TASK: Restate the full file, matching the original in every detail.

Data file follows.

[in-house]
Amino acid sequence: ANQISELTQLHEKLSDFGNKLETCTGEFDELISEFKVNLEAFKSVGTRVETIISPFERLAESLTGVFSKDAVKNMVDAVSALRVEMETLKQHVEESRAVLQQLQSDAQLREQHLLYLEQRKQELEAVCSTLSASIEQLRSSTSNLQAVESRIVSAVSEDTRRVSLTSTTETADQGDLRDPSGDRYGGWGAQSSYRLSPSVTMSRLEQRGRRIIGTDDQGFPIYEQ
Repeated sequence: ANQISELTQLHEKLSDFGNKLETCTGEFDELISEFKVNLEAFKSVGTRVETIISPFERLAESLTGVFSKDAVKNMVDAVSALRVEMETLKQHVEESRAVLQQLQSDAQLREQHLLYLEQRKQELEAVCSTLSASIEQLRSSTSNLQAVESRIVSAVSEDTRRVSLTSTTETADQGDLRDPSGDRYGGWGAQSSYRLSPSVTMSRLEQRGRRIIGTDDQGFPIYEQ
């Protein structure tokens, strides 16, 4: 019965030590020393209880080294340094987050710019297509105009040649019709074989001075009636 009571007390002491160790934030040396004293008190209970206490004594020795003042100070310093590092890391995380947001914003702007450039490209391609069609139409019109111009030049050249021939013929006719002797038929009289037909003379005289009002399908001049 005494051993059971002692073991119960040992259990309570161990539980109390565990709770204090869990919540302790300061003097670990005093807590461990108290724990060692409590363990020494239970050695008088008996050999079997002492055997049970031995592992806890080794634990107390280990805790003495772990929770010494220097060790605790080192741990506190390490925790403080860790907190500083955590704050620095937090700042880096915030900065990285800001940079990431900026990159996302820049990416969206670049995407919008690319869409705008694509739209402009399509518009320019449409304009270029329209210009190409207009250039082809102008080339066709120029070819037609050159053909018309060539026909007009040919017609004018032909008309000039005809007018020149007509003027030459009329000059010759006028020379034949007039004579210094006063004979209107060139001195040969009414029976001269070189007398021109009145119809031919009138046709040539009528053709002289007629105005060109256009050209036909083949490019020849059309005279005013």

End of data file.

[in-house]
Amino acid sequence: ANQISELTQLHEKLSDFGNKLETCTGEFDELISEFKVNLEAFKSVGTRVETIISPFERLAESLTGVFSKDAVKNMVDAVSALRVEMETLKQHVEESRAVLQQLQSDAQLREQHLLYLEQRKQELEAVCSTLSASIEQLRSSTSNLQAVESRIVSAVSEDTRRVSLTSTTETADQGDLRDPSGDRYGGWGAQSSYRLSPSVTMSRLEQRGRRIIGTDDQGFPIYEQ
Repeated sequence: ANQISELTQLHEKLSDFGNKLETCTGEFDELISEFKVNLEAFKSVGTRVETIISPFERLAESLTGVFSKDAVKNMVDAVSALRVEMETLKQHVEESRAVLQQLQSDAQLREQHLLYLEQRKQELEAVCSTLSASIEQLRSSTSNLQAVESRIVSAVSEDTRRVSLTSTTETADQGDLRDPSGDRYGGWGAQSSYRLSPSVTMSRLEQRGRRIIGTDDQGFPIYEQ
């Protein structure tokens, strides 16, 4: 019965030590020393209880080294340094987050710019297509105009040649019709074989001075009636 009571007390002491160790934030040396004293008190209970206490004594020795003042100070310093590092890391995380947001914003702007450039490209391609069609139409019109111009030049050249021939013929006719002797038929009289037909003379005289009002399908001049 005494051993059971002692073991119960040992259990309570161990539980109390565990709770204090869990919540302790300061003097670990005093807590461990108290724990060692409590363990020494239970050695008088008996050999079997002492055997049970031995592992806890080794634990107390280990805790003495772990929770010494220097060790605790080192741990506190390490925790403080860790907190500083955590704050620095937090700042880096915030900065990285800001940079990431900026990159996302820049990416969206670049995407919008690319869409705008694509739209402009399509518009320019449409304009270029329209210009190409207009250039082809102008080339066709120029070819037609050159053909018309060539026909007009040919017609004018032909008309000039005809007018020149007509003027030459009329000059010759006028020379034949007039004579210094006063004979209107060139001195040969009414029976001269070189007398021109009145119809031919009138046709040539009528053709002289007629105005060109256009050209036909083949490019020849059309005279005013």